In this tutorial, you will learn the basic fundamentals of Elasticsearch, Logstash, and Kibana ( ELK stack ). Additionally, you will learn how to set up the environment locally.
Observability is important in the world of DevOps. We mean by observability three things mainly:
- Centralization of logs
With the growth of microservices and server data, logging has become increasingly important. It is very essential in diagnosing and resolving problems in order to run the app properly. Taking hours to search for certain information among so many files, is like looking for a needle in a haystack. With ELK you can search, analyze and visualize data more easily in 100% customizable information boards, it can also efficiently handle large amounts of data without having to worry about its scalability.
What is ELK Stack?
Elastic Stack – formerly known as ELK Stack – is an open-source software collection produced by Elastic as a company that allows you to search, analyze, and view logs generated from any source in any which format, a practice known as centralized logging. Centralized logging can be useful when trying to identify issues with your servers or applications because it allows you to view all of your logs in one place. It is also useful because it allows you to identify issues that affect multiple servers, correlating their logs for a specific time period.
The Elastic Stack has four main components:
- Elasticsearch: A distributed RESTful search engine that stores all collected data.
- Logstash: The data processing component of Elastic Stack, which sends incoming data to Elasticsearch.
- Kibana: a web interface for searching and viewing newspapers.
- Beats: Lightweight, single-use data senders that can send data from hundreds or thousands of machines to Logstash or Elasticsearch.
In the next section, you will learn how to set up Elastic Stack on your local machine.
Installation of the ELK stack
Over time, things got a lot easier when it came to installing ELK. The quickest way to run the ELK stack is via docker containers using the docker-compose file.
Docker Compose is a popular Docker Orchestration tool for sharing work environments in teams, allowing developers not to have to deal with server settings or dependencies that require them just by running with Docker Compose pre-configured files. You can learn more about docker-compose from the following tutorial “Spring Boot Microservices Deployment with Docker Compose“.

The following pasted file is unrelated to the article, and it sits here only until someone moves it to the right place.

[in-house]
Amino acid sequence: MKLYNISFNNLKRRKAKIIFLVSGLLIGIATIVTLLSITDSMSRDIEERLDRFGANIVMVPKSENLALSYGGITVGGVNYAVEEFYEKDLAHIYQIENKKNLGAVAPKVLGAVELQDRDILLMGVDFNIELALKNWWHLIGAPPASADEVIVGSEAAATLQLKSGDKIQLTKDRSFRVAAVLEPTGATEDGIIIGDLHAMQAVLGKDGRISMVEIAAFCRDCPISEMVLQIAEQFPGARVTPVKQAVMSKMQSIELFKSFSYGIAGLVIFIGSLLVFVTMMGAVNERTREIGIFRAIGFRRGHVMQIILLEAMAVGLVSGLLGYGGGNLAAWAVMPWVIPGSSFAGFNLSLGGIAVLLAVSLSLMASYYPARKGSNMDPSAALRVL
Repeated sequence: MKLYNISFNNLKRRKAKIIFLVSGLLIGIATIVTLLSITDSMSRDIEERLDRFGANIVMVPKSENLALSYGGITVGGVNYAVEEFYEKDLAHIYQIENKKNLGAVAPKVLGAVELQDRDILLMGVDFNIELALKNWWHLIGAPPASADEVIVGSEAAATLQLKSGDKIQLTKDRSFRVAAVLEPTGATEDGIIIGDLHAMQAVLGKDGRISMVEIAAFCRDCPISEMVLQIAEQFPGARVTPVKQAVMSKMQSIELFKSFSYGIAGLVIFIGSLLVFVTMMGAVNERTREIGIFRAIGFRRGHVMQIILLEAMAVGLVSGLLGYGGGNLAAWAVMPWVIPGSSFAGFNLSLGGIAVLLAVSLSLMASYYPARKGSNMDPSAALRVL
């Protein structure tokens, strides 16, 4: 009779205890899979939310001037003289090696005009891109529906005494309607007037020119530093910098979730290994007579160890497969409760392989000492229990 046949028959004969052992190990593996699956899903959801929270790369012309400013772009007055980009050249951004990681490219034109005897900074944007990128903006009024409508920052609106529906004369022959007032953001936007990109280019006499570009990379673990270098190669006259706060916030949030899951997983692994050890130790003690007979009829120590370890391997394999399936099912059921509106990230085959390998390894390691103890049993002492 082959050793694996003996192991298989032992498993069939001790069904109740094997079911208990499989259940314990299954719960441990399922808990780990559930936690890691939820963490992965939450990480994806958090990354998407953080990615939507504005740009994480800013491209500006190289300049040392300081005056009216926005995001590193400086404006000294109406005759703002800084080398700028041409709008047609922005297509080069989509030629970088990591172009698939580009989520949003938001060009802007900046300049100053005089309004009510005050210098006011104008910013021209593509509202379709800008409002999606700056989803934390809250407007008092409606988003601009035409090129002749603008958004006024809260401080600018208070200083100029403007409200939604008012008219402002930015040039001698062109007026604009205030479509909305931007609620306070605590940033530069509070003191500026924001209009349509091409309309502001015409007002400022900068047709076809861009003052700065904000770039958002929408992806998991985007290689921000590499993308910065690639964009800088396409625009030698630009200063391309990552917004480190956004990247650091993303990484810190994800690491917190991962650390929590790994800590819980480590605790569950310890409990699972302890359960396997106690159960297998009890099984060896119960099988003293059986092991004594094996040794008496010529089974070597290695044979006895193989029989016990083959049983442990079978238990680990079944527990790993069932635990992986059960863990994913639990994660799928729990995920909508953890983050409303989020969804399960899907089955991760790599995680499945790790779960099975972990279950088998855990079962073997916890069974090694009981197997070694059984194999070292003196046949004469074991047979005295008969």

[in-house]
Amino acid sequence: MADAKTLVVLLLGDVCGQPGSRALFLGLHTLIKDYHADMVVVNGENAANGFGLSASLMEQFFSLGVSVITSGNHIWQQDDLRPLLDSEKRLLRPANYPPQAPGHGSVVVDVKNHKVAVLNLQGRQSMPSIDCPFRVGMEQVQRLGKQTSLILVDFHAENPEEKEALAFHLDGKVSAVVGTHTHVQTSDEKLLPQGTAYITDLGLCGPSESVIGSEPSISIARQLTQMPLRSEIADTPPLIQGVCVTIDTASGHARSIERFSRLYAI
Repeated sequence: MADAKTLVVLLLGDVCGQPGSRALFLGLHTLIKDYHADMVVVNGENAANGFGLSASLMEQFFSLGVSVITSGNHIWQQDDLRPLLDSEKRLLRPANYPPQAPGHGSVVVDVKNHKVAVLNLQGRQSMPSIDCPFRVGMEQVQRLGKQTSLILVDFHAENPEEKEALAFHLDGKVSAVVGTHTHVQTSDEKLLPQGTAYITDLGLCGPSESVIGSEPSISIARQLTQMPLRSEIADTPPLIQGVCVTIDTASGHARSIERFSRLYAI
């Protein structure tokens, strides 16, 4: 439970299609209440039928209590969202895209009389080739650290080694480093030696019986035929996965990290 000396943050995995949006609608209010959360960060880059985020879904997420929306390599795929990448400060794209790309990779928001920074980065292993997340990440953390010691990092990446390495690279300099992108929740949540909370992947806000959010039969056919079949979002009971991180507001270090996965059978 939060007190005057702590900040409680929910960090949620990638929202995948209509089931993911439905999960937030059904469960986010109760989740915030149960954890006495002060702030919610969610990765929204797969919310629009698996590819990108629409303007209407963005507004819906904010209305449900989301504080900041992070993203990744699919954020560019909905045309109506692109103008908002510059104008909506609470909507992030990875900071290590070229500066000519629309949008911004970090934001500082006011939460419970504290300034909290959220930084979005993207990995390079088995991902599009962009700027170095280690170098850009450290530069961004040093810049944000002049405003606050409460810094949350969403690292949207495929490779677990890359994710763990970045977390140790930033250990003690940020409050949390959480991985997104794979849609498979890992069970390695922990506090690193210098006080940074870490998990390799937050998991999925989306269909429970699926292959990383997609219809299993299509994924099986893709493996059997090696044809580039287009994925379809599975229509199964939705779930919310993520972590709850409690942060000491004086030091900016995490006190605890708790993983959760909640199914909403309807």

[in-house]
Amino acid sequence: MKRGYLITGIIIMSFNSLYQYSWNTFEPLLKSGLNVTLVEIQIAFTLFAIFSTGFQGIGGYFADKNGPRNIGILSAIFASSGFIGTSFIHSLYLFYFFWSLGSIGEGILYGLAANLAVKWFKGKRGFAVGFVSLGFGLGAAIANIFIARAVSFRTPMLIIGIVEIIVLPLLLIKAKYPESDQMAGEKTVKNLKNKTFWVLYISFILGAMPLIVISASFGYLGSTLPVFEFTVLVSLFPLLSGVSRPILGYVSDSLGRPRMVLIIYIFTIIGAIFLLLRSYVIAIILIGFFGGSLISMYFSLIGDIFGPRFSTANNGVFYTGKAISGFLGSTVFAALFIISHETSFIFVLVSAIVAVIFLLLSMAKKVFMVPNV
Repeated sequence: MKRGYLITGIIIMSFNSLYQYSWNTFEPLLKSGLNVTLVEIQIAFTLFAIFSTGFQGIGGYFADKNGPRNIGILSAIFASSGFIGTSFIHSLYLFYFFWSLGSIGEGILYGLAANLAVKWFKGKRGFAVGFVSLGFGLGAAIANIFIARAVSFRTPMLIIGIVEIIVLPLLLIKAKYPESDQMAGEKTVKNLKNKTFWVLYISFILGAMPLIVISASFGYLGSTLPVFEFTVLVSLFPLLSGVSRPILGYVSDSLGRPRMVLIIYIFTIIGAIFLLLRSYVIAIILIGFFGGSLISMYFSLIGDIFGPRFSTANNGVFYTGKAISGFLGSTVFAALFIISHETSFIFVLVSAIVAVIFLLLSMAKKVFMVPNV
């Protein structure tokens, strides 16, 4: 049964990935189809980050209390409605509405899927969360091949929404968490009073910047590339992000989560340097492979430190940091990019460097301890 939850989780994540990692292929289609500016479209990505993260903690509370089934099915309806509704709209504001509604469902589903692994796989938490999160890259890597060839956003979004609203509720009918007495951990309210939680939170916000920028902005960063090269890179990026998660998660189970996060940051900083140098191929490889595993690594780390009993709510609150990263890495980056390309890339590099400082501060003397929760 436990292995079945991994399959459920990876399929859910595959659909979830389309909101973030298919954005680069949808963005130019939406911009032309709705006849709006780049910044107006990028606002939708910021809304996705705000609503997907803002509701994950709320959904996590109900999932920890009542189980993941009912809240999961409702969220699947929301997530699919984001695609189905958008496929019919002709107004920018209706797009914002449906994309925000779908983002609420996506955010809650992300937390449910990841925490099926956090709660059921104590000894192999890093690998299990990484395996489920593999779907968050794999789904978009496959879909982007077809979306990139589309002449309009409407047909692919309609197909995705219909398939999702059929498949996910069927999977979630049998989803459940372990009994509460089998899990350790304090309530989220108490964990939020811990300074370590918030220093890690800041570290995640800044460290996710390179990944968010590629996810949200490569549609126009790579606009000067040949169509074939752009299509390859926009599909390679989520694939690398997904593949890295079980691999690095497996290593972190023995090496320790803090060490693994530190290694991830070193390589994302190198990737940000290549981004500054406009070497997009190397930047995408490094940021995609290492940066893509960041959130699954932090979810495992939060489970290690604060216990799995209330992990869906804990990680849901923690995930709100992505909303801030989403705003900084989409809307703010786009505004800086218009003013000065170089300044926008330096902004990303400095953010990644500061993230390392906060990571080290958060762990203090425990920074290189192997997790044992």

The only requirement to run any docker-compose file is to have the docker service up and running in the system.
First of all, we will create a docker-compose.yaml. Below is the complete source code for docker-compose.yaml file
version: '3' services: elasticsearch: image: elasticsearch:6.8.20 ports: - "9200:9200" logstash: image: logstash:6.8.20 command: -f /etc/logstash/conf.d/ volumes: - ./logstash.d:/etc/logstash/conf.d depends_on: - elasticsearch ports: - "5000:5000" kibana: image: kibana:6.8.20 depends_on: - elasticsearch ports: - "5601:5601"
Let’s understand this docker-compose file in detail:
We have declared three services as below:
Each service will be responsible for creating individual containers using dedicated images, for example, elasticsearch:6.8.20 refers elasticsearch image in docker registry etc.
Also, each container exposes the port to interact with the external world. For example, the Kibana container is exposed via the port
5601 in order for you to reach the dashboard. The Kibana container will automatically try to connect to elasticsearch at the host address
The final part, the logstash container. It’s the process that will collect the containers logs to aggregate them and push them to Elasticsearch.
If you wish to provide extra configuration files to Logstash, put them in the
conf.d/ directory, making sure they end in
Run the setup
To bring the stack, make sure you are in the same directory as the
docker-compose.yaml file and run:
This will run up three containers in the foreground. To background them so you can have your terminal back run:
docker-compose up -d
This will start all the containers in the background. Also, in output you see that docker is downloading all the images in local system.
If the command is successful, you should be able to see the Kibana console on http://localhost:5601 on your web browser as below.
For Elasticsearch, if you navigate to URL http://localhost:9200 then browser should present output similar to below screen .
If you get both screens, congratulations, you have successfully overcome your biggest obstacle to learning the elk stack! Your ELK stack is up and running successfully.
Additionally, if you want to view the logs for the services then the following command can be used.
Also, if you need to uninstall the ELK stack, just use the following command for Docker Compose.
docker-compose down -v
The ELK Stack has millions of users globally due to its effectiveness in log administration. In this tutorial, you learned how to install and run Elastic Stack (ELK) stack easily on any platform using Docker irrespective of the operating system. In the current scope, we have only targeted basic setup, but not on the pipeline, advanced Logstash, and Elasticsearch configurations.
I hope you liked it!